How to Make a Seed Bomb

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Introduction: How to Make a Seed Bomb

Do you hate those blank vacant lots on the side of road and city streets? Have you wanted to put a flower garden in one of those lots but have been afraid of being arrested? Do you not have the money to buy all those flower transplants? Is the lot just to hard to get into? And think of how many times you have seen a bare plot with nothing in it or a neglected flower bed that you just wished you could plant on? Well the seed bomb is just right for you. The seed bomb is cheap compared to buying transplants, is natural and organic, easy to make, pocket sized, and you can easily cover a large area with seed bombs in a very short time. The seed bomb is also a great weapon in the guerrilla gardeners arsenal when the guerrilla gardener needs to quickly get the job done.

Step 1: Materials

All materials in this instructable are cheap or free, easy to find, and are natural and organic.


Clay from your area if available or if clay unavailable in your area you can use crayola air dry clay and is found in walmart for about $5.00 (used to protect the seeds from insects, birds, etc. that might eat them)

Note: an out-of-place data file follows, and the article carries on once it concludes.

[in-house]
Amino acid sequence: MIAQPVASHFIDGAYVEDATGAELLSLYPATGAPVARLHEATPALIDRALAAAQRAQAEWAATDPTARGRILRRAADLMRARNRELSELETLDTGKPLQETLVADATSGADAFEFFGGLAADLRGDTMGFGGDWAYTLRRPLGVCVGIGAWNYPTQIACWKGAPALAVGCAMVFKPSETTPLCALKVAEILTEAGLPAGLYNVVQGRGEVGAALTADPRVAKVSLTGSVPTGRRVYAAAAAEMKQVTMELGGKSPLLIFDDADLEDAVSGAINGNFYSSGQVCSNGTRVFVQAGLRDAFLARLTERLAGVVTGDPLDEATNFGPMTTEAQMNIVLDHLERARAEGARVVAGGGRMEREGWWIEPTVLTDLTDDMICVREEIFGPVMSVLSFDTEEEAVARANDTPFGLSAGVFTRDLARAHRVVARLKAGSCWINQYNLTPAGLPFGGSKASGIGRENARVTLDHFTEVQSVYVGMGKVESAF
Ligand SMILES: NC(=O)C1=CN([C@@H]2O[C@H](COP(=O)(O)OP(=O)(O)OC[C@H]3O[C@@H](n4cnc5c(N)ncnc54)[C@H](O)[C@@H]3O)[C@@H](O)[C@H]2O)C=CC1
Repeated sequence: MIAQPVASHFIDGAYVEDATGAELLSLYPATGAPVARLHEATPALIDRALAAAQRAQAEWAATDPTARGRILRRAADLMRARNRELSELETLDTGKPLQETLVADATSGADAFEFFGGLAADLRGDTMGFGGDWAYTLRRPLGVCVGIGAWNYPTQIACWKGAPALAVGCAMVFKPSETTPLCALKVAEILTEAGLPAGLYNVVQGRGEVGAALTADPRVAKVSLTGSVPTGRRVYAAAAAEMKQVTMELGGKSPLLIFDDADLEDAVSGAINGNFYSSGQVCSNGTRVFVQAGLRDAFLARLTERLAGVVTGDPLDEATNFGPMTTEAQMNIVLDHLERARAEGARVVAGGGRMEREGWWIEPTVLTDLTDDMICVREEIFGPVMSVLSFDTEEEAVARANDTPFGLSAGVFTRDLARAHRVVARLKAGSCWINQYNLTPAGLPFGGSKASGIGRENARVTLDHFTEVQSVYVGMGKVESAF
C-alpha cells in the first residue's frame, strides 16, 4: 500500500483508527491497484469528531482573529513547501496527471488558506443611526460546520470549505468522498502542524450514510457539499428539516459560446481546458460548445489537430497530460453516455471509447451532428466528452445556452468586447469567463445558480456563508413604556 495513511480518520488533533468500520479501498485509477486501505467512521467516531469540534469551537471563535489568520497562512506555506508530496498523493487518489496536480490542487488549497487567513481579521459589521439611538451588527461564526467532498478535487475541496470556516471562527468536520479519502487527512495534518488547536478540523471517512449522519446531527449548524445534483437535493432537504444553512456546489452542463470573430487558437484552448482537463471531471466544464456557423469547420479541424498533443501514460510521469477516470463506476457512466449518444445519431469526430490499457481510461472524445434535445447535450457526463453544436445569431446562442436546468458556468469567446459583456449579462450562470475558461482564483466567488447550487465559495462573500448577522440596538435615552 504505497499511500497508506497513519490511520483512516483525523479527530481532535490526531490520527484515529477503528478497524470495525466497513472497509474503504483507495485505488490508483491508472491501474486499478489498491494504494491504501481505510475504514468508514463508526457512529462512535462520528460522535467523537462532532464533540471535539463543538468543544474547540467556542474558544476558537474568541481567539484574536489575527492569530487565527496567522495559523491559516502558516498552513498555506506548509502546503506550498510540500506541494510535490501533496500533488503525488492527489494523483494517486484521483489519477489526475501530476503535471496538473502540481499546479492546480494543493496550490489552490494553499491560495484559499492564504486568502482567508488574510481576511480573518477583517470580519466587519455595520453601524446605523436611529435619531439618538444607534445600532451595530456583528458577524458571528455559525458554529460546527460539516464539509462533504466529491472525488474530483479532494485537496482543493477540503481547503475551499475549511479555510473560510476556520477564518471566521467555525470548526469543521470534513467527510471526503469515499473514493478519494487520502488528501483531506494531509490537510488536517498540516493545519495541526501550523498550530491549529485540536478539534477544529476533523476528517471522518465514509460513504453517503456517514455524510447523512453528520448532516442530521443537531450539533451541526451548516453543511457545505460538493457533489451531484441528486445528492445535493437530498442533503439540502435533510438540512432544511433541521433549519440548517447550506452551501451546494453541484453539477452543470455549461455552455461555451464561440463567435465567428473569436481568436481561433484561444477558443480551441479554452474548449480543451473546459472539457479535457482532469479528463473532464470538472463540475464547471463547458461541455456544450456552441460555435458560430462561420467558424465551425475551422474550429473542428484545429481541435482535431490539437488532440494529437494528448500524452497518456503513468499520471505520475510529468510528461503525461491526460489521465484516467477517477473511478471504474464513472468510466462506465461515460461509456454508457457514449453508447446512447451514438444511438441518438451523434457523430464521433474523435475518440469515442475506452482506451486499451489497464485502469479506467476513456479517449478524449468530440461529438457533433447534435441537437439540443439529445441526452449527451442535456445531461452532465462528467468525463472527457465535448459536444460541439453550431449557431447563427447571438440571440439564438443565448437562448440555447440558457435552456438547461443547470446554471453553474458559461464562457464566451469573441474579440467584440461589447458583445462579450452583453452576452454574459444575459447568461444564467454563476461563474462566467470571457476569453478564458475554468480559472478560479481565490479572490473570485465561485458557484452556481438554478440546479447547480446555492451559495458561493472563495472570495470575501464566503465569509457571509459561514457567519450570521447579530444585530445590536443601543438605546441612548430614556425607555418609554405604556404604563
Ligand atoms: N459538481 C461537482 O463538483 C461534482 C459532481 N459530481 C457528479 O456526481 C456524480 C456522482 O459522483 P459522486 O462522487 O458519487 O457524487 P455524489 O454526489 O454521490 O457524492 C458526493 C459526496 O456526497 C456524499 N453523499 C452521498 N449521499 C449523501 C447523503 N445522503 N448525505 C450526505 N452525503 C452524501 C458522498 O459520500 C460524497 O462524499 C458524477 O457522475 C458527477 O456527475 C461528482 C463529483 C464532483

Water (For forming clay, do not water seed bomb when finished)
Seeds native to your area (Check with your local Nature Conservancy or your state's department of natural resources for which seeds/plants are native to your area)( buy seed mixtures of native flowers and plants. Not only will they grow well, they will not crowd out other plants, disrupt bird and insect populations, or do other environmental damage)
Compost or worm castings
Yogurt container top or any large flat surface


For the dried red clay mix 5 parts clay with 1 part compost and 1 part flower seeds, put some careful drops of water into the mixture(make sure not to make it into a goopy sloppy mess!), Knead with hands into a ball, flatten it out and cut to desired size. Now just make into a small ball and let it dry in the sun. Now you have a red clay seed bomb.


Step 2: Cutting

Cut a very thin piece of the clay